ANSWER: The ARUCH LA'NER explains that the first Chidush of the Beraisa is that the Halachah follows the ruling of Rav Yehudah in the name of Rav, who says in Pesachim (90a) that one may slaughter the Korban Pesach and sprinkle the blood on behalf of one who has not yet brought his Korban for Kaparah. The Chidush is that there is no concern that the Yoledes will be negligent and not bring her Korbanos, since she is required to hand over her Korbanos to Beis Din. (That is, she must place the money for the Korbanos into the designated collection box in the Beis ha'Mikdash, and we may assume that the Kohanim will see to it that her money is used to bring her Korban before she eats Kodshim.)
The second Chidush of the Beraisa is that the woman is permitted to bring her Korban for Kaparah after the birth even though she brings it after the Korban Pesach. That is, the law requires that the Korban Pesach be slaughtered after the daily Tamid offering of Minchah. Normally, the Tamid of Minchah must be the last Avodah of the day, with the exception of the Ketores, the lighting of the Menorah, the Korban Pesach, and the Korban of a Mechusar Kipurim on Erev Pesach, who needs to bring his Korban in order to be permitted to eat the Korban Pesach (Pesachim 59a). Even though there is a Mitzvas Aseh to ensure that the Korban Tamid be the last offering of the day, the Mitzvah of eating the Korban Pesach is a more severe Mitzvas Aseh (punishable with Kares), and, therefore, a woman may bring her Korban Yoledes even after the offering of the Tamid, in order permit herself to eat the Korban Pesach. (D. BLOOM)
3) THE "KORBAN OLEH V'YORED" OF A "METZORA"
QUESTION: The Mishnah discusses the Korbanos of Oleh v'Yored. The Gemara cites a Beraisa that lists the categories of people who must bring a Korban Oleh v'Yored. One category may bring either a Korban of a rich person (an animal) or a Korban of a poor person (bird). Another category may bring the Korban of a poor person (bird) or the Korban of a pauper (Minchah offering).
The Beraisa explains that a woman who gave birth brings either the Korban of a rich person (a male sheep as an Olah and a Tor (turtledove) or a Ben Yonah (common dove) as a Chatas), or, if she cannot afford a sheep, then she brings the Korban of a poor person (two Torim or two Bnei Yonah, one as an Olah and one as a Chatas). The Beraisa explains that a Metzora, on the other hand, brings only the Korban of a poor person.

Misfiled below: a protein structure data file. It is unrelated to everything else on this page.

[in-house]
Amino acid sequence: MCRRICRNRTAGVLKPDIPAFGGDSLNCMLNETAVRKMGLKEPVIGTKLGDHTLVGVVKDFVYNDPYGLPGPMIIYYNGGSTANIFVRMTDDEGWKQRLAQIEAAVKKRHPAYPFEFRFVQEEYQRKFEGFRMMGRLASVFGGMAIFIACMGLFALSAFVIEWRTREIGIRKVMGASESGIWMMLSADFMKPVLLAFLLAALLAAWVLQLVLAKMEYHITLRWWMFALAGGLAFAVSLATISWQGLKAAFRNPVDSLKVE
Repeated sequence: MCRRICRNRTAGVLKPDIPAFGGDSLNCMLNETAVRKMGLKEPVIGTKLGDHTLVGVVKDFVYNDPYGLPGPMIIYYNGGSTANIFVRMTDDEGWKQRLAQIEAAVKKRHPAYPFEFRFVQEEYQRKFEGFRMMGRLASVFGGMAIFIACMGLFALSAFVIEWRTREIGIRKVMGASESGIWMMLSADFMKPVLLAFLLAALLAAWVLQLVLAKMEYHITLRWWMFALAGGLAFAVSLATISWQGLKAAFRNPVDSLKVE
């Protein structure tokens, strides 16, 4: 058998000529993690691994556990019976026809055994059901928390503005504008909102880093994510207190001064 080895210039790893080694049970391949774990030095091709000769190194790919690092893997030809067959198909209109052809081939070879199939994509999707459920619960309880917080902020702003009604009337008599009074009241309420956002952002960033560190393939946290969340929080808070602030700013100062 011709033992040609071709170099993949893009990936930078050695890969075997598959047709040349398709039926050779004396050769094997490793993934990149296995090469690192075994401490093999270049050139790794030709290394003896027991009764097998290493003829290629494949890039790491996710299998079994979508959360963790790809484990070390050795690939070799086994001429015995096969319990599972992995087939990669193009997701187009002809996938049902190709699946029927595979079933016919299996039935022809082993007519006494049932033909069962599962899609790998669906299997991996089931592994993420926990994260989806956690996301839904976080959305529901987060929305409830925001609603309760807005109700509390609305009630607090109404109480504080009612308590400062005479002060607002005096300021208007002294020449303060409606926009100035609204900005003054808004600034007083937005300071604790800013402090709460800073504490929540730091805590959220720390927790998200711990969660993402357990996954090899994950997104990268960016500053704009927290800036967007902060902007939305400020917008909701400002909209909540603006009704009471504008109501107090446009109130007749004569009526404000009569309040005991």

What does the Gemara mean when it says that a Metzora brings only the Korban of a poor person? The Torah (Vayikra 14:10, 21-22) explicitly states that a Metzora, as part of his Taharah process, brings two male sheep (one as an Olah and one as an Asham) and one female sheep (as a Chatas), and if he is poor he brings two Torim or two Bnei Yonah as his Olah and Chatas, but he still brings a sheep as an Asham. Since there is a difference between a rich Metzora and a poor Metzora, why does the Beraisa say that a Metzora always brings the Korbanos of a poor person?
(a) The RASHASH explains that the Beraisa's intention is that a poor Yoledes brings some of her Korbanos the way that a poor person does, and she brings other Korbanos the way that a rich person does. In contrast, a poor Metzora brings all of his Korbanos like a poor man. That is, the Yoledes always brings two Korbanos: an Olah and a Chatas. The Olah of a rich Yoledes is a sheep, while the Olah of a poor Yoledes is a Tor or Ben Yonah. This is what the Beraisa means when it says that a Yoledes bring the Korban of the poor; she brings the Olah of a poor person. The Chatas, though, remains the same. It is always a Tor or Ben Yonah.
In contrast, the poor Metzora brings only Korbanos of the poor; he brings two Torim or two Bnei Yonah as a Chatas and as an Olah, while a rich Metzora brings only sheep as his Chatas and Olah.
The Rashash explains that even though a poor Metzora still brings a sheep as his Asham, this is not considered a rich man's Korban, because the Torah never distinguishes between the rich and the poor with regard to a Korban Asham.
(b) The CHOK NASAN seems to understand the Beraisa's statement about the Korban of a Metzora in the same way that the Rashash understands it. However, he gives a different explanation for the statement that a Yoledes brings both the Korbanos of the rich and the poor. He says that the Beraisa does not refer to a poor Yoledes, but rather to a rich Yoledes. The Beraisa is saying that even a rich Yoledes sometimes brings the Korban of the poor. The Torah says that the woman's Chatas is a Tor or Ben Yonah (Vayikra 12:6), even though bird offerings are usually brought only by the poor. In contrast, the Korbanos of a Metzora are always uniform; if he is rich, he brings only Korbanos of a rich person, and if he is poor, he brings only Korbanos of a poor person. (See SI'ACH HA'SADEH, part 3, of RAV CHAIM KANIESKY shlit'a, who cites a similar explanation in the name of the CHAZON ISH.) (D. BLOOM)